"Children!" She laughed, trying to hug each child individually. She hadn't realized just how much she had missed them, but she could already feel the dull ache of her heart fading away. "The beach and the sea sound lovely, but so does breakfast!"

Liesl, who had been watching the encounter from the entrance to the dining room, beamed at her governess.

"You're a little late for breakfast, Fraulein," she giggled, "but we saved you a plate."

"This time, it was the bus that was late, not me!" Maria insisted.

Gretl and Marta each grabbed one of her hands and dragged her along to the dining room, talking over each other about the beach while Kurt and Louisa debated the best and worst aspects of French cuisine.

Maria, nervous about seeing the Captain for the first time in nearly a week, had failed to notice their chatter dying down as they reached the large dining room table.

"Oh, my! What's all this?" Maria felt as if her heart might burst. Just behind her waiting plate of eggs and sausage was a small stack of gifts, each wrapped with simple brown paper and tied with string.

"We brought you presents from Cannes!" Marta, proudly sporting her new necklace, giggled into Maria's skirt before she moved to her place at the table.

"Open them, Fraulein Maria!" Kurt demanded, impatient to see her reactions.

"Don't you all think I should be polite and eat my breakfast first?" Maria couldn't help the small laugh that escaped her, and not just because Kurt's face was entirely sunburnt while the rest of him remained pale.

"On the contrary, Fraulein," Georg smirked, "I believe my children will only grow more rude the longer you resist their gifts."

This time, Maria laughed heartily, trying not to focus on the way his fork lingered at his lips as he spoke. He, she observed, had not suffered the same fate as Kurt, but had simply enhanced his preexisting tan. Had it made him even more handsome? She tried not to dwell on it and instead focused on the pile before her.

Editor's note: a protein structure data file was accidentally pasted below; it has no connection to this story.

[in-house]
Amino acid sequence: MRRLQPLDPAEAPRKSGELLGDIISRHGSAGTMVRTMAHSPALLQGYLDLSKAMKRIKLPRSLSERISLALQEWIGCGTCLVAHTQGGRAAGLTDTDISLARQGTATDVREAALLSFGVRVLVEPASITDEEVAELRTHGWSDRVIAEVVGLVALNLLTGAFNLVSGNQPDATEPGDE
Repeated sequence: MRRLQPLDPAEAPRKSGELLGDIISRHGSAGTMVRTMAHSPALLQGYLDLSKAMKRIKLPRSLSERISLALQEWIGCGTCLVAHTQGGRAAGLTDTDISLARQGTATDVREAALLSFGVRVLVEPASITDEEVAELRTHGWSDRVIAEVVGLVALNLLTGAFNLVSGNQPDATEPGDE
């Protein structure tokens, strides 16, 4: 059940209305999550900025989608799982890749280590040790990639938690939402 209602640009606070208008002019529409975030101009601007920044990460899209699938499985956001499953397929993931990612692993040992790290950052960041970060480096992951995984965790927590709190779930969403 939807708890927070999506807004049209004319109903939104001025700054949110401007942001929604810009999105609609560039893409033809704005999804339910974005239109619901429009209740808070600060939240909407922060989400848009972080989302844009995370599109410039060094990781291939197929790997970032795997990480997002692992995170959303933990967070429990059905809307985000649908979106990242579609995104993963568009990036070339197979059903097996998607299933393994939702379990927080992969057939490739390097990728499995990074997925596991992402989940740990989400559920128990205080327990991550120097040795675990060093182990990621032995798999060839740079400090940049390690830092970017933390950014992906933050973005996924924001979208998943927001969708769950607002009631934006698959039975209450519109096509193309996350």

One by one, she opened her gifts, thanking all of the children for their thoughtfulness. She had no desire to know who picked what or where from- getting gifts at all was quite a novel experience for her. With complete honesty, she admitted that she had never felt so loved in all her life. Of course, the earnestness of her words had gone over the heads of the little ones, but Liesl, Friedrich, and the Captain had all given her looks of understanding.

Naturally, the children were all eager to enjoy their final day of vacation- no studying, their Father had decided- and play with their new toys and souvenirs. Gretl and Marta ran out to the terrace with their new dolls, not heeding Liesl's warning to slow down. Brigitta and Louisa followed the lead of their younger sisters and set out into the sun to learn a new language, something Louisa already seemed to have a knack for. Friedrich, a little shy, asked for his father's help in building his model ship. Maria was pleased to see the Captain heartily agree to the suggestion.

"I'll just bring my things upstairs, Captain, then I'll go out to supervise the others," she informed him.

Carefully, she placed her new necklace over her head, allowing it to fall against her chest, and gathered the rest of her new possessions in her arms. Her clumsiness would not get in the way this time; she would not fall and damage any of her gifts. She was determined.

The sound of the Captain clearing his throat made her jump, but only slightly, and she tightened her grip on the items in her arms. She hesitated for a moment but did not turn to face him, wanting to be sure that he was trying to address her.

"It is nice to see you again, Fraulein, truly," he said softly. "I hope you had a restful few days away."

She turned to him, clinging carefully to each item that was already precious to her. He could tell that she was about to say something before she stopped herself and closed her mouth into a tight line. Unable to resist the urge to tease her, and possibly provoke an argument, he cocked his head and smirked. What funny quip about the Abbey did she have in store this time?

"Yes, Fraulein?"

"Thank you for the snow globe, Captain."


A/N:

Thank you to MsHope for reading this over for and providing me with wonderful feedback!

I would recommend looking up images of sailor's valentines- they are quite beautiful and I had never seen one before starting work on this story!